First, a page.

Learning generally can be broadly classified into two types, namely social learning and individual (asocial) learning. Individual, or asocial, learning can be simply understood as learning when the learner directly interacts with its environment, e.g., via trial-and-error, without the presence of others. Social learning has been observed in organisms as diverse as primates, birds, fruit flies, and especially humans [8]. By social learning, we mean learning that is influenced by observation of or interaction with another animal, or its products. Although the use of social learning is widespread in many animal taxa, understanding when and how individuals learn from others is a significant challenge. Social learning is generally less time-consuming than individual learning, but relies on information produced by others. When the environment changes, information gained from others is likely to be outdated and socially-learnt information can become maladaptive (not adaptive). On the other hand, asocial learning through trial-and-error is costly, but capable of producing new information which is particularly valuable when the environment happens to change.

Most work studying the Baldwin Effect focuses on individual learning by trial-and-error [5], [11]. When social learning comes in, the story would be more interesting as to how the Baldwin Effect occurs. Assume that one adaptive behaviour is found in the population, if social learning is permitted it will propagate that adaptive behaviour through the population very quickly. Some questions can be asked as to whether that behaviour, or part of it, could become innate in future generations? More interestingly, it is the cost of learning that triggers genetic assimilation of learnt behaviour. If the cost of social learning is less than that of individual learning, what would genetic assimilation look like in the presence of social learning? Which type of learning triggers more genetic assimilation?

If social learning is said to be a form of information-parasitism, social learning can only transmit behaviour if it exists, whether it was learnt via asocial learning or produced by genetic recombination. Before the Baldwin Effect can occur via social learning, the adaptive behaviour, which is expected to be assimilated, must be preserved in the population over generations. Nevertheless, if the cost of social learning is less than asocial learning, social learning will be favoured by natural selection more than asocial learning. There have been quite a few studies showing that if too much social learning is used, a population can become maladaptive as asocial learning gradually vanishes and there is no way to seek for a novel adaptive behaviour as the environment changes [9].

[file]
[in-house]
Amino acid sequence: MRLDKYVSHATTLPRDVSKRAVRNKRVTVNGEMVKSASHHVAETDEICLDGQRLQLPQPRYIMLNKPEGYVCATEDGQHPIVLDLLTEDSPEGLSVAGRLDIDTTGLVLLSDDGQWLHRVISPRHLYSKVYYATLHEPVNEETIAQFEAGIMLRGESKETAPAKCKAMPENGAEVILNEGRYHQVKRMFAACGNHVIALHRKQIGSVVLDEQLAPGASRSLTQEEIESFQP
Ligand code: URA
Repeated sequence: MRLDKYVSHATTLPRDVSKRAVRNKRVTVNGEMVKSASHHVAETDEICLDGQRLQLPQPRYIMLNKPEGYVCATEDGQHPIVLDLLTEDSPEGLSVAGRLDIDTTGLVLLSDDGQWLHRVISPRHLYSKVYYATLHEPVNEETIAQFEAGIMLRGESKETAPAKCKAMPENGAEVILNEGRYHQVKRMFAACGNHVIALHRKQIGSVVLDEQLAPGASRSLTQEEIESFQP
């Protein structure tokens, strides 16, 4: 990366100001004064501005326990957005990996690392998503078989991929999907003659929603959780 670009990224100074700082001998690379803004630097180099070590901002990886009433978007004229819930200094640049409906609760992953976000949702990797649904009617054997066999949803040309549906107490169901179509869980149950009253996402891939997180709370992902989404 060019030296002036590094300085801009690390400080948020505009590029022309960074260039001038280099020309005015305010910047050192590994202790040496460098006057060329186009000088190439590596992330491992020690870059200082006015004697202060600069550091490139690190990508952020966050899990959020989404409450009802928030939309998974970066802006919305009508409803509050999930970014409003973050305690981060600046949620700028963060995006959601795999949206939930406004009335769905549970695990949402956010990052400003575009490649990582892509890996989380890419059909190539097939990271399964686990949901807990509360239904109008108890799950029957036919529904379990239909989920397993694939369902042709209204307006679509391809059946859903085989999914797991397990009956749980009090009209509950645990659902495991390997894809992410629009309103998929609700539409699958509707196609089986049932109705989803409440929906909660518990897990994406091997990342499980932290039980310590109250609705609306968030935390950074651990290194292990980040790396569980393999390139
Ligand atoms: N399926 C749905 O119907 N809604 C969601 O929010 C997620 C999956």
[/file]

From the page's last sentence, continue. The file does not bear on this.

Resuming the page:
Here I posit that it would be very interesting to investigate the Baldwin Effect through the prism of social learning, or more precisely, through
the lens of learning strategies – the combination of asocial and social learning in some manner, probabilistic or deterministic. Recent works via computer simulations say that a learning strategy can also result in the Baldwin Effect. In [6], each learning agent adopts a simple strategy is implemented as follows: Learn socially when the demonstrator is still adaptive, otherwise learn individually. When social learning is less costly than asocial learning, the above learning strategy was shown to trigger genetic assimilation more slowly and preserve more plasticity than asocial learning [6]. It is interesting to see that the Baldwin Effect through social learning favours the gene to learn an adaptive behaviour, rather than the gene to encode part of that adaptive behaviour, which is what has been found with asocial learning [5]. This has the obvious effect that the population with more plasticity will be more adaptive when the environment changes in the future. In similar studies it was shown that if social learning is much less costly than asocial learning, and if there is no rule governing each learning agent to learn strategically, then the Baldwin Effect cannot occur as asocial learning is gradually replaced by social learning over generations. Therefore the population has no way to preserve the adaptive behaviour until the Baldwin Effect would be able to occur [10]. The population with more plasticity will be likely to have higher average fitness in the future.